- Construct a plan and course of action, and find alternative solutions for unobtainable items and documents.
The average time for grant proposal writing is between 3-months to 1-year (Inouye and Fiellin, 2005). For early-career scientists, starting early is additionally beneficial because, in the absence of preliminary data, 3 months would be more than sufficient for the grant proposal. With preliminary work, the process becomes lengthier than a year. Experts advise keeping at least a one-month gap between the completion and submission of the application so that you will always have time to revisit, re-touch and perfect the application. A detailed grant has a pleasant and professional appeal to it.
3. Familiarize Yourself with the Grant Structure
In order to write a grant proposal of high quality, it is important to acclimate yourself to the structure. A grant has the following structure:
- Specific Aims: The first section of the grant is the statement of specific aims of the project. This is the cornerstone of the application that focuses on the 5-NIH Review Criteria. Here, you should mention the purpose and method of the proposed research subject. All specified aims should be interrelated, focused and achievable within the proposed time and budget. If aims are not correlated, odds are your application will be rejected (Davidson, 2005).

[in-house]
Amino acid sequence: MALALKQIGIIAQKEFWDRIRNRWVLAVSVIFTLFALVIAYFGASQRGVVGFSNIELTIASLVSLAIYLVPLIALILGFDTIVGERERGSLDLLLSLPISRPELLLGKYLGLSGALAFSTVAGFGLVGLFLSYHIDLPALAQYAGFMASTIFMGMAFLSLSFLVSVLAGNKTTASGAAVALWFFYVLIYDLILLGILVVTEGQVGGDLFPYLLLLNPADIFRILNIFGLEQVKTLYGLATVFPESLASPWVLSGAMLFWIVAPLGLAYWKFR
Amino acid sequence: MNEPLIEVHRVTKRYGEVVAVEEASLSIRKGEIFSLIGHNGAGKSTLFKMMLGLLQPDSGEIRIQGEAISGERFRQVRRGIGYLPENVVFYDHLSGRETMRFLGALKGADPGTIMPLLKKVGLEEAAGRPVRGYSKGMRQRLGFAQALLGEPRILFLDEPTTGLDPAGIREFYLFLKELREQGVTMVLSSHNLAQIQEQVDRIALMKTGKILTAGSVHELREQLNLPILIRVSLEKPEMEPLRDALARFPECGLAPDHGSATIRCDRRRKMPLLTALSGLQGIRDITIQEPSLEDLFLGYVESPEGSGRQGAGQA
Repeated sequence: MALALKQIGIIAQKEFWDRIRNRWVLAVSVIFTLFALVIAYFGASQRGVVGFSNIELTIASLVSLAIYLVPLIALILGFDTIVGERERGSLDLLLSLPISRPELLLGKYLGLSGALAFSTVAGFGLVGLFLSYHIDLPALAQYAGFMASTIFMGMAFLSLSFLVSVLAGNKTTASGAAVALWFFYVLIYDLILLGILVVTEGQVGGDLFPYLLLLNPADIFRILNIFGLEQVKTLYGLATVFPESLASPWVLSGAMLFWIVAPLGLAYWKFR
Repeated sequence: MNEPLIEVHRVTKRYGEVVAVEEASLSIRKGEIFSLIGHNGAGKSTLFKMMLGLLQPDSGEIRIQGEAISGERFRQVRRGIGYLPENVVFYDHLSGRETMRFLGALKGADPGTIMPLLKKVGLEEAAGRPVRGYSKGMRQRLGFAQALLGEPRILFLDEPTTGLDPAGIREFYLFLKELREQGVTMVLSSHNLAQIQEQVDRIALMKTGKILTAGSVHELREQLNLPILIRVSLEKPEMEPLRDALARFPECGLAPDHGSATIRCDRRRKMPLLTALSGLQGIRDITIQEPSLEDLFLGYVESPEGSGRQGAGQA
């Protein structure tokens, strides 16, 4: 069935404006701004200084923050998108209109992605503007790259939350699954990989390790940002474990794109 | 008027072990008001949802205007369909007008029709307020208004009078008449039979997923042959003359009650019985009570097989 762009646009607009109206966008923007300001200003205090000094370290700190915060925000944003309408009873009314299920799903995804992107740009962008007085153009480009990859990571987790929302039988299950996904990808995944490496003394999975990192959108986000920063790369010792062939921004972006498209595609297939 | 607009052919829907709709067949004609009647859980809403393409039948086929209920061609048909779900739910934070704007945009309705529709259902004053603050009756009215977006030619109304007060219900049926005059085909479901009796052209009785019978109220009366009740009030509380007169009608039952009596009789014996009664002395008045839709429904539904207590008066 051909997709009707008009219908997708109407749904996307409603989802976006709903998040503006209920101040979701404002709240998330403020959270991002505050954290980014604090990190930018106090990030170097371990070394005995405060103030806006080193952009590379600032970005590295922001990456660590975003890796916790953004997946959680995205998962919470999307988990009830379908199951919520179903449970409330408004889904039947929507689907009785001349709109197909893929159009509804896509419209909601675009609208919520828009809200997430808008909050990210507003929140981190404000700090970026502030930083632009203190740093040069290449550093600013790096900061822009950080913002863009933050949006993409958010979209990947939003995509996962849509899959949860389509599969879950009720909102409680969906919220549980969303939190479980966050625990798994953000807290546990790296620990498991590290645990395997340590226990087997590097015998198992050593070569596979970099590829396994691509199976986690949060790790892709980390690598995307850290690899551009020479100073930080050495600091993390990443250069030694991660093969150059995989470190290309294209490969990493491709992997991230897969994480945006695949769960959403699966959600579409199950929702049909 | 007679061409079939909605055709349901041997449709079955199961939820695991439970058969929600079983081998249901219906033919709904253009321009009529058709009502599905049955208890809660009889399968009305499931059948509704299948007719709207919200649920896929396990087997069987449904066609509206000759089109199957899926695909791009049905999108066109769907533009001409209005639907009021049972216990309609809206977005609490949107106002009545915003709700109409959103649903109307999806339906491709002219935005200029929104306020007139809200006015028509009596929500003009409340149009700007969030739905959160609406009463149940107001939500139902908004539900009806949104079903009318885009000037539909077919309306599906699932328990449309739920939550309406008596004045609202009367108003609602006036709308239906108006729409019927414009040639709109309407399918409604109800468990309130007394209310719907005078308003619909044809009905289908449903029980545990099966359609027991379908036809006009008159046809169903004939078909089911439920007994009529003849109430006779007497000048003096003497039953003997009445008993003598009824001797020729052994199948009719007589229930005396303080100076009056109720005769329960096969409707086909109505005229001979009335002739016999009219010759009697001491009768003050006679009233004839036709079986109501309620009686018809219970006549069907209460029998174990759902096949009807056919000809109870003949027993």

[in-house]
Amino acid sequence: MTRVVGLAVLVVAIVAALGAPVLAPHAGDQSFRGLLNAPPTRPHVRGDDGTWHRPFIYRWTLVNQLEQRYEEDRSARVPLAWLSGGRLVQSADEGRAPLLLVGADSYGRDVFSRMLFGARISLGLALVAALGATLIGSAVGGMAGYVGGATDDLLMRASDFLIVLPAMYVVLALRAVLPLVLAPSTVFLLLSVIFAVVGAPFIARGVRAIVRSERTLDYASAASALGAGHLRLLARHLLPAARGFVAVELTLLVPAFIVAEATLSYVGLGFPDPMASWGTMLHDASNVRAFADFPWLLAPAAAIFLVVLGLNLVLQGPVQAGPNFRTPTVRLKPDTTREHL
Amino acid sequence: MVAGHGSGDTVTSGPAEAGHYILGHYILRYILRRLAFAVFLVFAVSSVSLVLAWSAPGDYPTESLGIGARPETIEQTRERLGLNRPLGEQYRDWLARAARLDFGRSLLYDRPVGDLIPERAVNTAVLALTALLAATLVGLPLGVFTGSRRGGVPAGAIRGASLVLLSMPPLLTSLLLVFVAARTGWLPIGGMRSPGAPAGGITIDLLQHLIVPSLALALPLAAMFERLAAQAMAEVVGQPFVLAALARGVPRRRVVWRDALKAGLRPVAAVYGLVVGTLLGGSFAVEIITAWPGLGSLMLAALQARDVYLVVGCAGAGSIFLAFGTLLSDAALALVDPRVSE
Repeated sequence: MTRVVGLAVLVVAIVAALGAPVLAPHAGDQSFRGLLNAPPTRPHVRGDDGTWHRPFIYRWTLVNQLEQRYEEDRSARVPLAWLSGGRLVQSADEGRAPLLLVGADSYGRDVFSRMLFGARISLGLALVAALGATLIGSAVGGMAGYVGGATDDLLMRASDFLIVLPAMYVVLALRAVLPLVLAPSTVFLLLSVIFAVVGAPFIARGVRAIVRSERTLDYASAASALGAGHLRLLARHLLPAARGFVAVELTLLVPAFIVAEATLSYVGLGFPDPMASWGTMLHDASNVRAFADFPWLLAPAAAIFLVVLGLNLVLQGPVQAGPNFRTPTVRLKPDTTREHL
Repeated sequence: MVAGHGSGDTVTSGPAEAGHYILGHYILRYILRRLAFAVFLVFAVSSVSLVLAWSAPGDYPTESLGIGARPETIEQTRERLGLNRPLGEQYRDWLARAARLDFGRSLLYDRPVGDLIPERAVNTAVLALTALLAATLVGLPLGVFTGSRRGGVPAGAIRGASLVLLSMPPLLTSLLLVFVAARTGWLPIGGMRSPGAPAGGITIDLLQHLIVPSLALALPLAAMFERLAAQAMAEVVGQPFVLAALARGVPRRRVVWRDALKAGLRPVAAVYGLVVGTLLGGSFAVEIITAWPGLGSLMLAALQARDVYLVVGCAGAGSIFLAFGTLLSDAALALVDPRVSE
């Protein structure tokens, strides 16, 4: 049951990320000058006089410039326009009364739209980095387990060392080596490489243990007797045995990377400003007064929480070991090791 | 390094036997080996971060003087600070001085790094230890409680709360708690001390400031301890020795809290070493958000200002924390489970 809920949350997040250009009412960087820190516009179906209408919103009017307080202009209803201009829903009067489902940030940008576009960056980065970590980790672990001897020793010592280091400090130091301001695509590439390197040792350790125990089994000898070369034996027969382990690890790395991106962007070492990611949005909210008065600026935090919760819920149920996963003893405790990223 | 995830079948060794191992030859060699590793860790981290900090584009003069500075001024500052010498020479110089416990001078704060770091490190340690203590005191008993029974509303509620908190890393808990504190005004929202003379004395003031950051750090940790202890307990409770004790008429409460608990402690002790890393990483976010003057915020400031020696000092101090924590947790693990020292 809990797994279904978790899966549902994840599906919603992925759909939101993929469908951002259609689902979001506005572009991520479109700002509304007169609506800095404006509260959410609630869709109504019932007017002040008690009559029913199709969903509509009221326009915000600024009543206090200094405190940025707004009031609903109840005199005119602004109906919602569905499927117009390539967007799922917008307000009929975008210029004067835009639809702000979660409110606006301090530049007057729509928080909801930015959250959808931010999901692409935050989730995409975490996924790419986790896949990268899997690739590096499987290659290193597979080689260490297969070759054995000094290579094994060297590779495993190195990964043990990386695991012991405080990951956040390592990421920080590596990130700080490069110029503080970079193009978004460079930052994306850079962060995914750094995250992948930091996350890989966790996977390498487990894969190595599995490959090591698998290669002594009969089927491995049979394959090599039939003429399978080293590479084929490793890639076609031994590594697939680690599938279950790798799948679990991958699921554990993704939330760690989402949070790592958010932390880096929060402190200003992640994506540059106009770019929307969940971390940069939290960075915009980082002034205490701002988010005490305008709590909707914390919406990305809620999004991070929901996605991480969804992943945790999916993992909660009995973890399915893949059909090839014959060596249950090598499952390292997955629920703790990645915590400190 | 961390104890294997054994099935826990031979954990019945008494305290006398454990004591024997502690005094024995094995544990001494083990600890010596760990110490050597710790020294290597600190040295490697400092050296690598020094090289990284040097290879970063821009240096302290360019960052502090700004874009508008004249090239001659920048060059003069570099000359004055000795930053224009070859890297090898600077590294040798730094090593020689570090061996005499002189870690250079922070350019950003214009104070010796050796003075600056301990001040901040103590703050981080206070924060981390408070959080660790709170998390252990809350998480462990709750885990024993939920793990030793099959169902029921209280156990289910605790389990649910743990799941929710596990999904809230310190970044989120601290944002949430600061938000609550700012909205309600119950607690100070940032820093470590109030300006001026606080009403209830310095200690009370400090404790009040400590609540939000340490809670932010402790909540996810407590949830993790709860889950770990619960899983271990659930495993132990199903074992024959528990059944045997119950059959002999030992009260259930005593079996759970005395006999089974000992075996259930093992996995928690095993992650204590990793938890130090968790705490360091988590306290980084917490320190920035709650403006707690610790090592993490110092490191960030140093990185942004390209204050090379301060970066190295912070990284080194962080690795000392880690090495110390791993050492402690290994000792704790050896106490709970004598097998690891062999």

- Background & Significance: This section deals with the literature search and provides an in-depth analysis of the history and current status of the literature. As a researcher, you will highlight the deficiencies and discrepancies in the existing body of evidence and show how your research will fill the literary gaps.
- Preliminary Studies: Here, you will include previous research and studies that are directly related to your project. This section serves to support and promote your investigation. This is your opportunity to impress the reviewers by demonstrating your expertise in the research field. The data you provide here will show that your hypothesis has merit. Market yourself here. Avoid using redundant and irrelevant paragraphs though. Use charts, graphs, tables, and figures to present and enhance the study.
- Research Design & Methods: This is the most extensive section of the grant that contains approximately 50% of the content. You will describe proposal and data collection methods here, e.g., study design, demographics, population recruitment, and study analysis. Use algorithms to add clarity and visual appeal to the study.
- Limitations & Conclusions: This section comprises half the page but is important nonetheless. Here, you will acknowledge the potential problems, confounders, and biases. Finally, conclude the section with a definitive statement highlighting the impact of the study on public health.
- Abstract: This is the summation of the proposal. This is your chance of impressing the reviewers by concisely and eloquently summarizing the study. Spend sufficient time on it. This section should be comprehensive, dense and different from the introduct